According to various embodiments, diffusing member 266 may be a flashed opal diffuser of the type commonly used to diffuse light and available from optical component suppliers. Alternately, the diffusing member 266 may be a holographic or ground glass diffuser or a bulk scattering media.

Optical fibers, including send optical fibers 216, feedback optical fiber 268 and return optical fiber 218, are housed in the connector 208 extending between the electronics package 206 and the probe 202. In one embodiment, the probe 202 and connector 208 are a single integral and disposable unit. According to another embodiment, the distal end of the connector 208 is detachably coupleable to the probe housing 203. Optionally, the probe 202 and connector 208 are separate units coupled via a connector mechanism. According to one embodiment, the send, return and reference optical fibers 216, 218, 268 extend from the connector 208 through the aperture 205 and into the probe housing 203. According to another embodiment, any combination of the optical fibers interface with a coupling mechanism to transfer light signals from the connector 208 to the probe 202.

Connector 208 may be an electrical connector, an optical connector, a combination of the two or a wireless link such as an RF link, an IR link or other wireless communication scheme. The connector 208 is used to communicate between the probe 202 and the electronics package 206. In the case where a wireless connector is used, a power supply may be used with the probe 202 to provide power to the probe 202. The power supply may be a battery, fuel cell, capacitor, solar cell or the like.

FIG. 7B shows a diffusing member 280 according to another embodiment of the present invention for use in place of diffusing member 266. Diffusing member 280 also serves to attenuate the strength of the reference light signals and to render the reference fiber coupling efficiency independent of reference light signal spatial and angular non-uniformity. The diffusing member 280 includes a surface scattering media 281 positioned on a first surface 282 of a glass block 284. An epoxy mass 286 extends from an opposite second surface 288 of the glass block 284 to the distal end 268 a of the reference optical fiber 268. When the reflected reference light signals strike the surface scattering media 281, they are diffused into a generally spherical “cloud”. The signal strength of the reference light signals is greater nearer the center of the “cloud” and becomes weaker, or is attenuated, towards the periphery of the “cloud”. The epoxy mass 286 has a similar light transmitting index as the glass block 284. The epoxy mass 286 serves as a spacer between the “cloud” of diffused reference light signals at the surface scattering media 281 and the distal end 268 a of the reference optical fiber 268. The size of the epoxy mass 286, and thus the spacing between the surface scattering media 281 and the distal end 268 a of the reference optical fiber 281, is chosen such that the majority of the rays of reference light signals are received by the reference fiber 268 at an appropriate signal strength as described above.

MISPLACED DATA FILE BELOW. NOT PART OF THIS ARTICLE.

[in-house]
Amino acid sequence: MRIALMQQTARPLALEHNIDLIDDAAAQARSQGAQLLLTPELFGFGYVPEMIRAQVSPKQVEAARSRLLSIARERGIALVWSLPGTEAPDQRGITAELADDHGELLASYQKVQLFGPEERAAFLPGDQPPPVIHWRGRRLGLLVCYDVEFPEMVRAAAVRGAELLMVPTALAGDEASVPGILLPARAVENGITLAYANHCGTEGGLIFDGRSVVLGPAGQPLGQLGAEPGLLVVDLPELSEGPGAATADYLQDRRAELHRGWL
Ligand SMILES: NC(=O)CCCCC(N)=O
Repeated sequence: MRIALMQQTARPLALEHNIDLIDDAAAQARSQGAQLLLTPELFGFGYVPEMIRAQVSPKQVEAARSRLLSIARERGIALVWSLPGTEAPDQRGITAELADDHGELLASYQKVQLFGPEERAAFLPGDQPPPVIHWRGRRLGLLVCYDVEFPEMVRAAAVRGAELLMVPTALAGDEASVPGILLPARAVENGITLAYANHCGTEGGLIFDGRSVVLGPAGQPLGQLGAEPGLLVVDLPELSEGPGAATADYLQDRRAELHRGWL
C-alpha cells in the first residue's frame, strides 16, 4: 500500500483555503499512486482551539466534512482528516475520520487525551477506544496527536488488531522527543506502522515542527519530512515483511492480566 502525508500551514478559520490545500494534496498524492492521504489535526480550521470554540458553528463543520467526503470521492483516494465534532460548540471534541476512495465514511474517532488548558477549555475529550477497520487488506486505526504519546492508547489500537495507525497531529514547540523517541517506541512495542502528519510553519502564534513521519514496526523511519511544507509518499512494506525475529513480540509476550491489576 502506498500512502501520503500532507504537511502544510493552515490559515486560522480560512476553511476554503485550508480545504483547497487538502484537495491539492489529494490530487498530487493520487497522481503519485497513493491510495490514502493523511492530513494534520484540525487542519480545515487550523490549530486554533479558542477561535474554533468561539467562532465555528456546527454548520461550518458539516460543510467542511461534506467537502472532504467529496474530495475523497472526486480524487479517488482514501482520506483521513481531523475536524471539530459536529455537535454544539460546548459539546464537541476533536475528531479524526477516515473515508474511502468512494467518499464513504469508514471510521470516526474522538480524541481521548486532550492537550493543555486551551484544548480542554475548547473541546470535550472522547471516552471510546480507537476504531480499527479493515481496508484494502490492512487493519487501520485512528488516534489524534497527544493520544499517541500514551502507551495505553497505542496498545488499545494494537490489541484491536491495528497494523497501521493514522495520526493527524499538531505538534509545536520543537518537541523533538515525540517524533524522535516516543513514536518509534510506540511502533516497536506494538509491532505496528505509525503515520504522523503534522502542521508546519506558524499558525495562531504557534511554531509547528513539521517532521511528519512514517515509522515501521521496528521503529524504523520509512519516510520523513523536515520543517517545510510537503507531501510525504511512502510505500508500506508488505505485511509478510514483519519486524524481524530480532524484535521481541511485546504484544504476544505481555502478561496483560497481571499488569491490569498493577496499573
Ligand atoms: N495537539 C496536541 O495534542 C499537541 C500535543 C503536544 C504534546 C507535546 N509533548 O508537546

FIG. 8 shows the probe 202 according to another embodiment of the present invention. The reference optical path 228 and return optical path 224 are as described with respect to FIG. 7A. The delivery optical path 220, however, is altered as follows. A first portion 233′ of the reflecting member 230′ is formed with a curved shape such that reflective surface 232′ of the first portion 233′ has a generally elliptical profile. The reflecting member 230′ is positioned such that the concave side faces the distal end 216 a of the send optical fiber 216. As described previously, a portion of the beam of measurement light signals as shown by arrow 238 is directed at the reflective surface 232′ of the first portion 233′ and reflected onto the tissue sample through the delivery aperture 222. The curvature of the first portion 233′ focuses or narrows the beam of measurement light signals reflected onto the tissue sample. The first portion 233′ is shaped and positioned to capture substantially all or most of the light beams emanating outwardly from the send optical fiber 216.